John B Chambers, Madalina Garbi, Norman Briffa, Vishal Sharma, and Richard P Steeds

Echocardiography plays a vital role in the follow-up of patients with replacement heart valves. However, there is considerable variation in international guidelines regarding the recommended time points after implantation at which routine echocardiography should be performed. The purpose of routine echocardiography is to detect early structural valve deterioration in biological valves to improve the timing of redo interventions. However, the risk of valve deterioration depends on many valve-related factors (valve design and patient prosthesis mismatch) and patient-related factors (age, diabetes, systemic hypertension, renal dysfunction and smoking). In this statement, the British Heart Valve Society and the British Society of Echocardiography suggest practical guidance. A plan should be made soon after implantation, but this may need to be modified for individual patients and as circumstances change. It is important that patients are managed in a multidisciplinary valve clinic.

Open access

Stress echocardiography in coronary artery disease: a practical guideline from the British Society of Echocardiography

Richard P Steeds, Richard Wheeler, Sanjeev Bhattacharyya, Joseph Reiken, Petros Nihoyannopoulos, Roxy Senior, Mark J Monaghan, and Vishal Sharma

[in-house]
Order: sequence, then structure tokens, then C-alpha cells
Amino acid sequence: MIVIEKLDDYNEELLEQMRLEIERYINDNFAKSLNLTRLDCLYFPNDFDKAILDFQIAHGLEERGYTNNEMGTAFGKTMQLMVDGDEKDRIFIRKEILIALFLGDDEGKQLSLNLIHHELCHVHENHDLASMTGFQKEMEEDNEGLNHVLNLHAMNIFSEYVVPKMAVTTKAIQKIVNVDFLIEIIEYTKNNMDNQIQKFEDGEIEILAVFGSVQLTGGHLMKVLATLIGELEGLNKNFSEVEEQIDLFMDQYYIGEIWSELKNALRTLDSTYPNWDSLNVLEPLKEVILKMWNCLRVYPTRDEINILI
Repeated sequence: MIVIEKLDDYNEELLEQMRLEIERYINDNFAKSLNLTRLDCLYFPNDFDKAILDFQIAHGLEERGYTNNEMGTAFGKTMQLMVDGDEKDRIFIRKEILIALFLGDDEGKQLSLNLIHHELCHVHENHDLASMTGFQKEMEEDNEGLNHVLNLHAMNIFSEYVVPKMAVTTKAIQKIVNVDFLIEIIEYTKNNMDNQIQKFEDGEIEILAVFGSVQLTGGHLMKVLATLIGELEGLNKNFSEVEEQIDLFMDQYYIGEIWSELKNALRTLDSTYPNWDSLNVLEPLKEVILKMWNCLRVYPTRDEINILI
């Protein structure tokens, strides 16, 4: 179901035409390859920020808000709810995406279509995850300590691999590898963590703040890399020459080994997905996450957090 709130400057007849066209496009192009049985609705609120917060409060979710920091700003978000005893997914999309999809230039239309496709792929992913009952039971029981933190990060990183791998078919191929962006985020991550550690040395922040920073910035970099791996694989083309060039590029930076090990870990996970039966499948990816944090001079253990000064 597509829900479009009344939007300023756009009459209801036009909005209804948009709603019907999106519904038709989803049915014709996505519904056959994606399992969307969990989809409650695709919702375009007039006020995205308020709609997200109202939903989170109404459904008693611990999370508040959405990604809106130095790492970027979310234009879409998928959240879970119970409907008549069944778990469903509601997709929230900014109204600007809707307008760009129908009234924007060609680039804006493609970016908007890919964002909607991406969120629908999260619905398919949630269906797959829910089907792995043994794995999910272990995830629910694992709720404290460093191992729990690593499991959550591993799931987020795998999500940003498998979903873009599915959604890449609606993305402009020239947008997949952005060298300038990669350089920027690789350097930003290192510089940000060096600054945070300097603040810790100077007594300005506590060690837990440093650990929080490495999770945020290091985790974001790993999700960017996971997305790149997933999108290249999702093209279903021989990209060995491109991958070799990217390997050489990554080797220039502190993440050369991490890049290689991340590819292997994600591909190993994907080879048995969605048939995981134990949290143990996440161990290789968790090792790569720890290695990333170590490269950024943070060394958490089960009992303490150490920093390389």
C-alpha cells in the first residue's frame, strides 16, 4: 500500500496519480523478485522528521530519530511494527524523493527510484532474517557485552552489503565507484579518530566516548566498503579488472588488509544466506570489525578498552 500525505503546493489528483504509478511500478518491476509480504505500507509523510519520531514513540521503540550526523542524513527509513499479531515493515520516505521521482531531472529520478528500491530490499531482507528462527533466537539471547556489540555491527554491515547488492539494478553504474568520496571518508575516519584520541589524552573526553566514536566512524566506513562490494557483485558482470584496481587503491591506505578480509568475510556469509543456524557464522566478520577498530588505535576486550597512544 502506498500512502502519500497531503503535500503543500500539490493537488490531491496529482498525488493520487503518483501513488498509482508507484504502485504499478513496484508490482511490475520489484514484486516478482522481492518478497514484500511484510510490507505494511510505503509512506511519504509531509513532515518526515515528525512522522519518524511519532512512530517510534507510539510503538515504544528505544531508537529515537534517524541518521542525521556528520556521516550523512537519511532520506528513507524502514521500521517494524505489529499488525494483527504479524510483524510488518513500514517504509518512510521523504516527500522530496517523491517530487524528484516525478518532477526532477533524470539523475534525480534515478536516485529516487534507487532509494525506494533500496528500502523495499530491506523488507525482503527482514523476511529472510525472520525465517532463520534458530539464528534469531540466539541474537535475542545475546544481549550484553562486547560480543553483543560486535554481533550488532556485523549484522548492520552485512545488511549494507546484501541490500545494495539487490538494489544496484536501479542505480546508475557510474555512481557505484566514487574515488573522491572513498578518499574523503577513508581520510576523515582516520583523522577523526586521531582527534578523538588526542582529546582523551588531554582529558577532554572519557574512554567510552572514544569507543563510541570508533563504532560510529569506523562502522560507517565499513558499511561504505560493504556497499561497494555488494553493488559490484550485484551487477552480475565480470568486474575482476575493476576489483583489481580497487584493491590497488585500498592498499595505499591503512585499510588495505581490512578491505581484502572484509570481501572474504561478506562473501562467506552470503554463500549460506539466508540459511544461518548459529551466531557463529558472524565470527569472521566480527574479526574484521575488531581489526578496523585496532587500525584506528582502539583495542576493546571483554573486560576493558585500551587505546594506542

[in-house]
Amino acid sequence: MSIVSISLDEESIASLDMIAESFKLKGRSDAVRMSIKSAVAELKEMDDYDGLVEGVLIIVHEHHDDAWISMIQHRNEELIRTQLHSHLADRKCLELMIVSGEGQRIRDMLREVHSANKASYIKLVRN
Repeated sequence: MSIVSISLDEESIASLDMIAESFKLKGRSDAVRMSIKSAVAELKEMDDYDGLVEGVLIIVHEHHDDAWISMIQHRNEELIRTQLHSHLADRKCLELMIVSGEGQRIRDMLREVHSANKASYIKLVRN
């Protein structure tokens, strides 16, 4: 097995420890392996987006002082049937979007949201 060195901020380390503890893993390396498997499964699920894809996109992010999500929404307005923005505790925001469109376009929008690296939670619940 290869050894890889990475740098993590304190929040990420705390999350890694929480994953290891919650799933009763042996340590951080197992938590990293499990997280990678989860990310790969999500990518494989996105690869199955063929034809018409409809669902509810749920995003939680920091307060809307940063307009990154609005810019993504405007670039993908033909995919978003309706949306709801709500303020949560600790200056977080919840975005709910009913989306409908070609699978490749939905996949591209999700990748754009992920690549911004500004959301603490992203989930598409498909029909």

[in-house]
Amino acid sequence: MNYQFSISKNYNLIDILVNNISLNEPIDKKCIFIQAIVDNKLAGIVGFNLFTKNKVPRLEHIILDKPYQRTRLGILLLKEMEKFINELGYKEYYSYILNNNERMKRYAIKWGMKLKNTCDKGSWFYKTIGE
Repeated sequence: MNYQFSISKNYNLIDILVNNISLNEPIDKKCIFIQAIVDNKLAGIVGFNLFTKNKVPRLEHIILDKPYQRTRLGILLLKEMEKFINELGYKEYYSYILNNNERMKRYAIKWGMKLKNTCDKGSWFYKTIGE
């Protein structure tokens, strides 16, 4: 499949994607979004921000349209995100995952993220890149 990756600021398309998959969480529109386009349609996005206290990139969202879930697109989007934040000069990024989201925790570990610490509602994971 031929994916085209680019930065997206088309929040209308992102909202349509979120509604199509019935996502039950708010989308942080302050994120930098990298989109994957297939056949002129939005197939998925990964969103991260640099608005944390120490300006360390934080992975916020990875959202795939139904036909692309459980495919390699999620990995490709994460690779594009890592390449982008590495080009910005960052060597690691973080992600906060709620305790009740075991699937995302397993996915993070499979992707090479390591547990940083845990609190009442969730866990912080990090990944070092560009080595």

Stress echocardiography is an established technique for assessing coronary artery disease. It has primarily been used for the diagnosis and assessment of patients presenting with chest pain in whom there is an intermediate probability of coronary artery disease. In addition, it is used for risk stratification and to guide revascularisation in patients with known ischaemic heart disease. Although cardiac computed tomography has recently been recommended in the United Kingdom as the first-line investigation in patients presenting for the first time with atypical or typical angina, stress echocardiography continues to have an important role in the assessment of patients with lesions of uncertain functional significance and patients with known ischaemic heart disease who represent with chest pain. In this guideline from the British Society of Echocardiography, the indications and recommended protocols are outlined for the assessment of ischaemic heart disease by stress echocardiography.